The English Premier League, watched by 3.2 billion people globally, brings in $80m every season through eight deals
From the United States and Venezuela to India and Thailand, the English Premier League 2019/20 season will be watched by all four corners of the globe – making it a prime platform for sponsors.
The appeal of the world’s biggest domestic football competition continues to grow – the global TV audience increased by 6% to 3.2 billion in the last campaign, roughly double its nearest rival La Liga in Spain – and businesses from just about every industry are eager to get involved.
While the 20 clubs collectively attract $1.3bn in annual revenue through sponsorship, the EPL, as it’s currently branded, itself brings in an estimated $80.98m each year from its eight partners, according to sports intelligence company Sportcal.
Head of sponsorship Conrad Wiacek said: “This global outlook means that clubs are attracting more affluent fans as well as more fans from abroad, making the Premier League an appealing marketing platform when attempting to reach a global audience.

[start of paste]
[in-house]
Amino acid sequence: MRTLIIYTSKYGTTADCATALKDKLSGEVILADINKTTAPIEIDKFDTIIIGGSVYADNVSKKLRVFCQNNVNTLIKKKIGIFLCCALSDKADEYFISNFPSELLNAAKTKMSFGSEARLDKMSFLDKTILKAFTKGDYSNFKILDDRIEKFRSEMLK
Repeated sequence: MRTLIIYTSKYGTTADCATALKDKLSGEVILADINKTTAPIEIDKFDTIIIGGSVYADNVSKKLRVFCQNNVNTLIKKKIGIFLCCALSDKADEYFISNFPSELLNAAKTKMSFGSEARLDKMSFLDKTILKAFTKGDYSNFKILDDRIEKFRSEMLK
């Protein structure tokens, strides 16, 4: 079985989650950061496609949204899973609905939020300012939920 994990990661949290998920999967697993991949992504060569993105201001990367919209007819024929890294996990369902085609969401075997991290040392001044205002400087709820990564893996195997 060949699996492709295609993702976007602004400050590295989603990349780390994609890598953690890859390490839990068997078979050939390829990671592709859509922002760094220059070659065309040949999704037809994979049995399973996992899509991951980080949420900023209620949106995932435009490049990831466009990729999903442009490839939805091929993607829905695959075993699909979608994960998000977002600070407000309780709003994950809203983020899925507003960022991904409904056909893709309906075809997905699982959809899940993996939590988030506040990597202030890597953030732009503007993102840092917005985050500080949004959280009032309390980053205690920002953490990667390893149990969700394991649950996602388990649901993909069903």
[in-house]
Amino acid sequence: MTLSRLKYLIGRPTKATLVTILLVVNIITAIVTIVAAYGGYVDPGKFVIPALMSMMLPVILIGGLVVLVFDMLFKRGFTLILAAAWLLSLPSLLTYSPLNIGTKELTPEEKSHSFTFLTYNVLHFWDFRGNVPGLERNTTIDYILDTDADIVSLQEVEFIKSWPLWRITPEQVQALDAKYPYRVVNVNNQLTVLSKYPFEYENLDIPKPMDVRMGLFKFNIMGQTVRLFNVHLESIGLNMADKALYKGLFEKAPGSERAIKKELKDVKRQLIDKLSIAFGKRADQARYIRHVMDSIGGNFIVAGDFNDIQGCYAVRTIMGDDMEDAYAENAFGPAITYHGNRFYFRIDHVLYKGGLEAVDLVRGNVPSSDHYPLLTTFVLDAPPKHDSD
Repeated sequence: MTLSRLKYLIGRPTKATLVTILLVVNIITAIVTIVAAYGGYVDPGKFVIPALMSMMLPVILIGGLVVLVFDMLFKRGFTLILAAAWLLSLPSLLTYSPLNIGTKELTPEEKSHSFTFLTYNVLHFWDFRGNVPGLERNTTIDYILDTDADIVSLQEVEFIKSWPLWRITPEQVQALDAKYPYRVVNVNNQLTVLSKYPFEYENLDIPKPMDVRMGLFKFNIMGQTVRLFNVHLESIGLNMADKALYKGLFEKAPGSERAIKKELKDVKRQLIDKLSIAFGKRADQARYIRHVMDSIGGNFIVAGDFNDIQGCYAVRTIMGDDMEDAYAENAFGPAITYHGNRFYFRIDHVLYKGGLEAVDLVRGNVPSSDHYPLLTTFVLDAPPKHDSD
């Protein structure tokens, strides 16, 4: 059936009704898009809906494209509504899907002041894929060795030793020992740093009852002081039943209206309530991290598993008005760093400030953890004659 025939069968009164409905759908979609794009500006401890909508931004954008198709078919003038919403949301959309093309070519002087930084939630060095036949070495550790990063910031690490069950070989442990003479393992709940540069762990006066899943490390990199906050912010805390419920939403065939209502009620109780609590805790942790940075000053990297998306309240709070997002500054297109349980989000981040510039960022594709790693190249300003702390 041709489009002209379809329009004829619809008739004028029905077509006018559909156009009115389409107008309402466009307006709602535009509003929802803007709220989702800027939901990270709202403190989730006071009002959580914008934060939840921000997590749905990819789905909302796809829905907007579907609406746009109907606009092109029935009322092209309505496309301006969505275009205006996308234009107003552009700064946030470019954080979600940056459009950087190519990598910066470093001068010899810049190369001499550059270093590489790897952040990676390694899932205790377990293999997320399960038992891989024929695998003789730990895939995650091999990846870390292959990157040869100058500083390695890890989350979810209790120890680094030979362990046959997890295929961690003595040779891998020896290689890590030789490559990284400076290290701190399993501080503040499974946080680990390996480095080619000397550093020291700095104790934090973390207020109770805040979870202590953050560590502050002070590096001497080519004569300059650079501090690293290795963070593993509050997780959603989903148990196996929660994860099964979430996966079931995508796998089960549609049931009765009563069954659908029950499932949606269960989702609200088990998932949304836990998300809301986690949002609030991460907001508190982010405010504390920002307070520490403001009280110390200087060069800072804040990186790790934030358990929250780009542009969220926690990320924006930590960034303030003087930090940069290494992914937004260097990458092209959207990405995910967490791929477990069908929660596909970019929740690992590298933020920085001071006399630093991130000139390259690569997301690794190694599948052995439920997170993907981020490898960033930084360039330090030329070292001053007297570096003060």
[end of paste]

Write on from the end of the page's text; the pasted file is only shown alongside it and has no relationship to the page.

“Provided the league maintains the key ingredients that make it so appealing initially, such as having a competitive, star-powered league, then it is unlikely that this dominant position will be challenged in the short term.”
History of English Premier League sponsors
Since the Premier League was born as a breakaway from the English Football League in 1992, it has been synonymous with branding.
Lager brand Carling was signed up as the first title sponsor and the competition was known as the FA Carling Premiership between the 1993/94 and 2000/01 seasons.
Banking giant Barclays then took up the mantle between 2001/02 and 2015/16 – as it was dubbed the Barclaycard Premiership, Barclays Premiership and Barclays Premier League.
But in February 2016, the Premier League announced it would move away from the title sponsorship strategy ahead of the 2016/17 campaign.
Instead, perhaps taking a leaf out of the books of clubs like Manchester United – which has built a stable of 46 partnerships in recent years to take its total sponsor revenue to $323.87m – the organisation decided to bring multiple backers on board to enhance its global appeal.